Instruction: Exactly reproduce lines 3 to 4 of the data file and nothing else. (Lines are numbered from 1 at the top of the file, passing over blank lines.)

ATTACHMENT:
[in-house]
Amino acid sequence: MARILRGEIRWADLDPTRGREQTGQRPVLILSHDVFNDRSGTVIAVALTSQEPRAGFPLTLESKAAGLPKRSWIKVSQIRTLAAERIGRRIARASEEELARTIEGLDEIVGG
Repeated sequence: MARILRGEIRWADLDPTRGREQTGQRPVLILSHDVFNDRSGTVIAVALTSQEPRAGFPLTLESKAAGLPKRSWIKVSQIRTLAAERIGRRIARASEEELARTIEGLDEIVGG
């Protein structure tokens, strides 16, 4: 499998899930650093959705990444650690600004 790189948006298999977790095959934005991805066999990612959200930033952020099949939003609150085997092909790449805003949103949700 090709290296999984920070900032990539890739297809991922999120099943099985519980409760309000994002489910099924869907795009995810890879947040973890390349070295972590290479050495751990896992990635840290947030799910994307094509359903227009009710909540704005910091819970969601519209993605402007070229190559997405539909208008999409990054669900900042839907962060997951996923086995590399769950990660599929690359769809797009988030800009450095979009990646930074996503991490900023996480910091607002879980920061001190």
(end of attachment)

Repeated sequence: MARILRGEIRWADLDPTRGREQTGQRPVLILSHDVFNDRSGTVIAVALTSQEPRAGFPLTLESKAAGLPKRSWIKVSQIRTLAAERIGRRIARASEEELARTIEGLDEIVGG
């Protein structure tokens, strides 16, 4: 499998899930650093959705990444650690600004 790189948006298999977790095959934005991805066999990612959200930033952020099949939003609150085997092909790449805003949103949700 090709290296999984920070900032990539890739297809991922999120099943099985519980409760309000994002489910099924869907795009995810890879947040973890390349070295972590290479050495751990896992990635840290947030799910994307094509359903227009009710909540704005910091819970969601519209993605402007070229190559997405539909208008999409990054669900900042839907962060997951996923086995590399769950990660599929690359769809797009988030800009450095979009990646930074996503991490900023996480910091607002879980920061001190």